In April 1941 he became Prime Minister for the first time, in Addition for him being Prime Minister he was the Minister of Interior, a cabinet that survived one of the most dangerous and complex periods of the French mandate, and succeeded in keeping Syria neutral under enormous pressure from the [Vichy French Government.] and its German ally, and The Allied Forces [De Gaul and the UK] to enter the WWII conflict. The cabinet resigned in September 14th, 1941. Soon after the allied forces entered Damascus.

In 1943 he was elected to the Parliament as a part of the National Bloc List, and soon after he was appointed Minister of Finance, [PM: Saad-Allah al-Jaberi]. Once again to resign in September 1944. And to be appointed in two days later as Minister of Finance, and Minister of Rations [PM: Fares al-Khouri] but again, resigned soon after.
After the independence, he took part in the 1946 cabinet, being Minister of National Economy and Minister of Justice [PM: Saad-Allah al-Jaberi]. again to resign in December the same year.
In May 1947 he left to Paris where he was appointed as a Commissioner Minister in Paris, Brussels and Bern.
Back to Damascus in 1948 to be chosen again to form a cabinet where he took two seats, Minister of Foreign Affairs and Minister of National Defence.
He was arrested after Husni al-Zaim coup and then put under house arrest until Sami Hennawi did his coup in August 13, 1949.

Then he was chosen for the third time as a Prime Minister after the Shieshakly coup in December 1949 in addition to being a Minister of Foreign Affairs. Again resigning in May 1950. Then again a Prime Minister in April 1951, and a Minister of Foreign Affairs. then months later resigned because of Shieshakly involvement.

After the end of the series of coups in 1954, he was elected again to the parliament.
In 1955 he joined the cabinet again to be Minister of Foreign Affairs, [PM: Sabri al-Asali].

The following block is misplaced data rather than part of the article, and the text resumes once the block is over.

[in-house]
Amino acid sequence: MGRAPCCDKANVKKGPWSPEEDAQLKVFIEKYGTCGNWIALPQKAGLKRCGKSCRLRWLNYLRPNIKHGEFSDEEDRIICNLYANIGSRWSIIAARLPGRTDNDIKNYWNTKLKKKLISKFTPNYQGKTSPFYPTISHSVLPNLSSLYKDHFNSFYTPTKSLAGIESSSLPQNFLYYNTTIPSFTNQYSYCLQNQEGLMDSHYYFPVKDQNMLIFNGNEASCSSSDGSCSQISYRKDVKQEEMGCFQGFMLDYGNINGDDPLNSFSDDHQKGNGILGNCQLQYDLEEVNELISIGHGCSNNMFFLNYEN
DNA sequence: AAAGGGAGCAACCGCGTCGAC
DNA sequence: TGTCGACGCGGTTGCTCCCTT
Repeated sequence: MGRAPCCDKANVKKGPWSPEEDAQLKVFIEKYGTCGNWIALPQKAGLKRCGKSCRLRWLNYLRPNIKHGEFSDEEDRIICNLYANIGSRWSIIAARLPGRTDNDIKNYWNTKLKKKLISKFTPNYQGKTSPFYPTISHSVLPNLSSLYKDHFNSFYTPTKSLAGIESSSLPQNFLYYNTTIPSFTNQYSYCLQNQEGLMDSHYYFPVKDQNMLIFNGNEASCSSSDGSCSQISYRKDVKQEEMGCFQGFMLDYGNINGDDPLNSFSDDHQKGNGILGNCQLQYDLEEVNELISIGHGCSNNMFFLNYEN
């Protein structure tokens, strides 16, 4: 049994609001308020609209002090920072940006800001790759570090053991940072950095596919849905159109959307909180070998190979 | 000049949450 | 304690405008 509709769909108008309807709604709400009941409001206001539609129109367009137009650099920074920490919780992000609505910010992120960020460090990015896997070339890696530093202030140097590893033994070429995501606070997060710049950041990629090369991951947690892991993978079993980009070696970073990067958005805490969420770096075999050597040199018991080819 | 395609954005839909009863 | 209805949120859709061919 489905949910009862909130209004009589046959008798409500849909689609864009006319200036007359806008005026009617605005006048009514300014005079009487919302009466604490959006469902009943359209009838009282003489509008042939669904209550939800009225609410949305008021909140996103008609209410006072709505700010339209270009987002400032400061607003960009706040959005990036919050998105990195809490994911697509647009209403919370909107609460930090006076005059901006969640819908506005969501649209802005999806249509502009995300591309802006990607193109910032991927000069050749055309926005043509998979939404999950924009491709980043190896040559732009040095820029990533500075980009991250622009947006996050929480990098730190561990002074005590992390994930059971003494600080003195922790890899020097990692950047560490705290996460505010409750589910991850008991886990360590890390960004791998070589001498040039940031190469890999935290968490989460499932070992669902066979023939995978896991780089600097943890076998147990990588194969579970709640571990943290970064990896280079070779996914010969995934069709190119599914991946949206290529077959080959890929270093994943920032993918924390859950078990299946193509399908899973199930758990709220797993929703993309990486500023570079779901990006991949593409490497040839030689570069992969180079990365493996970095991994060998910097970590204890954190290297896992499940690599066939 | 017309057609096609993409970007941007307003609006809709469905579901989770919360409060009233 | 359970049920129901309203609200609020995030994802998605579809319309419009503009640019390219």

He resigned after Kuwatly was elected president.
In 1957 he joined yet another cabinet as a Minister of State and an Under Secretary of National Defence. Soon to be a Minister of National Defence. [PM: Sabri al-Asali]. He was the only Minister who agreed to the Syria-Egypt Union agreement with reservation. After the separation, he was elected once again to the parliament. He was again under arrest after the March 28th, 1962 coup. Again after a failing coup, he went back to be a Prime Minister in September 17th, 1962... until March 7th, 1963.

Escaping to the Turkish Embassy in March 8th, 1963. Azm moved to Beirut where he spent his last days.
He died in Beirut in February 18th, 1965... and was buried in Oza'ey, Beirut.

It is nice to mention that when the French troops set out an armed attack on the Parliament building and other government buildings through out the city including Citadel of Damascus, killing and wounding thousands of innocent people, Khaled al-Azm opened his house doors wide for all those seeking refuge, workers, soldiers, normal people including government ministers like Jamal Mardam, where he brought in over than 100 refugees.

His house now is the Museum of the History of Damascus and adjoins the Centre For Historical Documents.


Sunday, January 1

Utopian dream

May happiness, love and peace prevail on 2006!
Sounds optimistic?? Why not! Let it be a new start hopefully.